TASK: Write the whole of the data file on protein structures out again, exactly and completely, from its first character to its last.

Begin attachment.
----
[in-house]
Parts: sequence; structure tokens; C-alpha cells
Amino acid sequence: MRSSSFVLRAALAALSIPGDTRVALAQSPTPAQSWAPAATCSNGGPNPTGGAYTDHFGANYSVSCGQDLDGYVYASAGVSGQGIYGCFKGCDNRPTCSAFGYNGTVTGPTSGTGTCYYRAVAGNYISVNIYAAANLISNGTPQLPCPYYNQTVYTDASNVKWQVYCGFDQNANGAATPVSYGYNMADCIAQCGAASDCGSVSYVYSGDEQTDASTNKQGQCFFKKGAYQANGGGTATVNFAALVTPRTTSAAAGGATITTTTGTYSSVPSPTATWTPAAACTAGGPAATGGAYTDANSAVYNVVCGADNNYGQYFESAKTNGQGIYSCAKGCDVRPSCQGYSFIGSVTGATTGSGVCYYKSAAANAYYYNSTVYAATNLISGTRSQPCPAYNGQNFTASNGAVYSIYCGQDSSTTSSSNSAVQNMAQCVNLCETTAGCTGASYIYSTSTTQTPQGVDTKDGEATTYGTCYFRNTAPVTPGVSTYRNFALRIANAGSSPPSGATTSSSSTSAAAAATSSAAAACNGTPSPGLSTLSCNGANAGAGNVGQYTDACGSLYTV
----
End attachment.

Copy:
[in-house]
Parts: sequence; structure tokens; C-alpha cells
Amino acid sequence: MRSSSFVLRAALAALSIPGDTRVALAQSPTPAQSWAPAATCSNGGPNPTGGAYTDHFGANYSVSCGQDLDGYVYASAGVSGQGIYGCFKGCDNRPTCSAFGYNGTVTGPTSGTGTCYYRAVAGNYISVNIYAAANLISNGTPQLPCPYYNQTVYTDASNVKWQVYCGFDQNANGAATPVSYGYNMADCIAQCGAASDCGSVSYVYSGDEQTDASTNKQGQCFFKKGAYQANGGGTATVNFAALVTPRTTSAAAGGATITTTTGTYSSVPSPTATWTPAAACTAGGPAATGGAYTDANSAVYNVVCGADNNYGQYFESAKTNGQGIYSCAKGCDVRPSCQGYSFIGSVTGATTGSGVCYYKSAAANAYYYNSTVYAATNLISGTRSQPCPAYNGQNFTASNGAVYSIYCGQDSSTTSSSNSAVQNMAQCVNLCETTAGCTGASYIYSTSTTQTPQGVDTKDGEATTYGTCYFRNTAPVTPGVSTYRNFALRIANAGSSPPSGATTSSSSTSAAAAATSSAAAACNGTPSPGLSTLSCNGANAGAGNVGQYTDACGSLYTV